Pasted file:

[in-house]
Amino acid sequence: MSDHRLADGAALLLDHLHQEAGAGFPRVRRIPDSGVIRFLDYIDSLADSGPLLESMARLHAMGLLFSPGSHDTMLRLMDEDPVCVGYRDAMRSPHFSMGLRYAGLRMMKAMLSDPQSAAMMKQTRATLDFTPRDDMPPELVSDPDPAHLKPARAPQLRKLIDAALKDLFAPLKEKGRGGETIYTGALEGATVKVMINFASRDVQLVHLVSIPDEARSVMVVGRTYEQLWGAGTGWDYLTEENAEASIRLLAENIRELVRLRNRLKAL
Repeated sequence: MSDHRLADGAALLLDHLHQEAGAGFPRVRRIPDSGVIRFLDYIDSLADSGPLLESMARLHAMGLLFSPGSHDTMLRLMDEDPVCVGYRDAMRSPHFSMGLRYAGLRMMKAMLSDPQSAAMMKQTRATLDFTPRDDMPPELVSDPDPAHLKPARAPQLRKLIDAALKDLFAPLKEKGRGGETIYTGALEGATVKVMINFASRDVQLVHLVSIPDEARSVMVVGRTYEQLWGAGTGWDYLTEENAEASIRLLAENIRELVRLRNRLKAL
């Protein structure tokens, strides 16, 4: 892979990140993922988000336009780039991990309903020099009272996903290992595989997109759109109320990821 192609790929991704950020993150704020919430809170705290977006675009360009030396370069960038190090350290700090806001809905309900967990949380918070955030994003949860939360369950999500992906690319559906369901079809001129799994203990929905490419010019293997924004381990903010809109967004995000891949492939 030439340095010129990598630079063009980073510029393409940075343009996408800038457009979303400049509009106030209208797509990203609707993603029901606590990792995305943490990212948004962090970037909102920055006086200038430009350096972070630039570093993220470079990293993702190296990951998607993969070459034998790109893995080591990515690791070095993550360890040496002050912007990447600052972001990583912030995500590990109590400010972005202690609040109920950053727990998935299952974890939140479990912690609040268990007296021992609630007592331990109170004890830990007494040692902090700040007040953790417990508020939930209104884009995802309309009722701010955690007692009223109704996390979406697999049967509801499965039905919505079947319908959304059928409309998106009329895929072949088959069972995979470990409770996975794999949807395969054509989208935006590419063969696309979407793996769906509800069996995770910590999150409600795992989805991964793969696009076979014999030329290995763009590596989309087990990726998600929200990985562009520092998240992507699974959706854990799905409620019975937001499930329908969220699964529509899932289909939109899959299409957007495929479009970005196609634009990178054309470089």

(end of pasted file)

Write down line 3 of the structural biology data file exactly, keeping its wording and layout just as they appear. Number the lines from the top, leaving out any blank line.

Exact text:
Repeated sequence: MSDHRLADGAALLLDHLHQEAGAGFPRVRRIPDSGVIRFLDYIDSLADSGPLLESMARLHAMGLLFSPGSHDTMLRLMDEDPVCVGYRDAMRSPHFSMGLRYAGLRMMKAMLSDPQSAAMMKQTRATLDFTPRDDMPPELVSDPDPAHLKPARAPQLRKLIDAALKDLFAPLKEKGRGGETIYTGALEGATVKVMINFASRDVQLVHLVSIPDEARSVMVVGRTYEQLWGAGTGWDYLTEENAEASIRLLAENIRELVRLRNRLKAL